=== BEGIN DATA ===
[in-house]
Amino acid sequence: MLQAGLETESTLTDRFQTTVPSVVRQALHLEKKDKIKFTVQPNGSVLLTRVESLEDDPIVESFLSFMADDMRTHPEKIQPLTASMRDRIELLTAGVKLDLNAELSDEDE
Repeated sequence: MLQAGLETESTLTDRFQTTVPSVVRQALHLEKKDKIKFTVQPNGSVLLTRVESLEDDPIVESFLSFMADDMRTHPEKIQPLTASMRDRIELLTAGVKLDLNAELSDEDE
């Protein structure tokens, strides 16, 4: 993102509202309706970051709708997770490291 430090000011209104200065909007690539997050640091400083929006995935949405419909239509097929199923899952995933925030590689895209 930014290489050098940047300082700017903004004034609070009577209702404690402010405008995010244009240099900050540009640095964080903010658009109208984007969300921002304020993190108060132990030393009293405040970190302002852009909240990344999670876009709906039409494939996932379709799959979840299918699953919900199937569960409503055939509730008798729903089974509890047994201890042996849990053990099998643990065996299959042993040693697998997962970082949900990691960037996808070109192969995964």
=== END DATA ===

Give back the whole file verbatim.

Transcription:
[in-house]
Amino acid sequence: MLQAGLETESTLTDRFQTTVPSVVRQALHLEKKDKIKFTVQPNGSVLLTRVESLEDDPIVESFLSFMADDMRTHPEKIQPLTASMRDRIELLTAGVKLDLNAELSDEDE
Repeated sequence: MLQAGLETESTLTDRFQTTVPSVVRQALHLEKKDKIKFTVQPNGSVLLTRVESLEDDPIVESFLSFMADDMRTHPEKIQPLTASMRDRIELLTAGVKLDLNAELSDEDE
């Protein structure tokens, strides 16, 4: 993102509202309706970051709708997770490291 430090000011209104200065909007690539997050640091400083929006995935949405419909239509097929199923899952995933925030590689895209 930014290489050098940047300082700017903004004034609070009577209702404690402010405008995010244009240099900050540009640095964080903010658009109208984007969300921002304020993190108060132990030393009293405040970190302002852009909240990344999670876009709906039409494939996932379709799959979840299918699953919900199937569960409503055939509730008798729903089974509890047994201890042996849990053990099998643990065996299959042993040693697998997962970082949900990691960037996808070109192969995964």